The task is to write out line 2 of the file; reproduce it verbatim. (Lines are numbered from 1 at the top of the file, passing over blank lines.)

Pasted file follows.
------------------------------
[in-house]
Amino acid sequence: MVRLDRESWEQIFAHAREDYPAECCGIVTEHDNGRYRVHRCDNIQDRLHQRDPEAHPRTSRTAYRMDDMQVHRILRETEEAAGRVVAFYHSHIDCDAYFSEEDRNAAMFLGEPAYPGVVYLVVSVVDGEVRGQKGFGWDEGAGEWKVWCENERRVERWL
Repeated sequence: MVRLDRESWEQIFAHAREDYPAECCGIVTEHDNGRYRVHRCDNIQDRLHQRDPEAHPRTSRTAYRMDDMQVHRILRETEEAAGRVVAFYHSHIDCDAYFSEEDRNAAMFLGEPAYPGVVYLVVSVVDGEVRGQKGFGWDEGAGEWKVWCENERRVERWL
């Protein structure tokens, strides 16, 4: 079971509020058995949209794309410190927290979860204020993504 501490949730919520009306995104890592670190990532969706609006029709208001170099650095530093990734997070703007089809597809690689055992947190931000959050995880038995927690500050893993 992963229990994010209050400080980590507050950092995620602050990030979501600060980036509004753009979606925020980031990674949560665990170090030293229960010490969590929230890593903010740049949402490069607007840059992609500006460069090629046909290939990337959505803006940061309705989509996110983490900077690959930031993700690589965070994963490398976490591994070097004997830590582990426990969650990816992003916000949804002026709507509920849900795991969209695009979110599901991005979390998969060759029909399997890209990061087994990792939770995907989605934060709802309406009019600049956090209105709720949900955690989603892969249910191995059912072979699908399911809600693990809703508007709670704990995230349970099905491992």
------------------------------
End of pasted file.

Amino acid sequence: MVRLDRESWEQIFAHAREDYPAECCGIVTEHDNGRYRVHRCDNIQDRLHQRDPEAHPRTSRTAYRMDDMQVHRILRETEEAAGRVVAFYHSHIDCDAYFSEEDRNAAMFLGEPAYPGVVYLVVSVVDGEVRGQKGFGWDEGAGEWKVWCENERRVERWL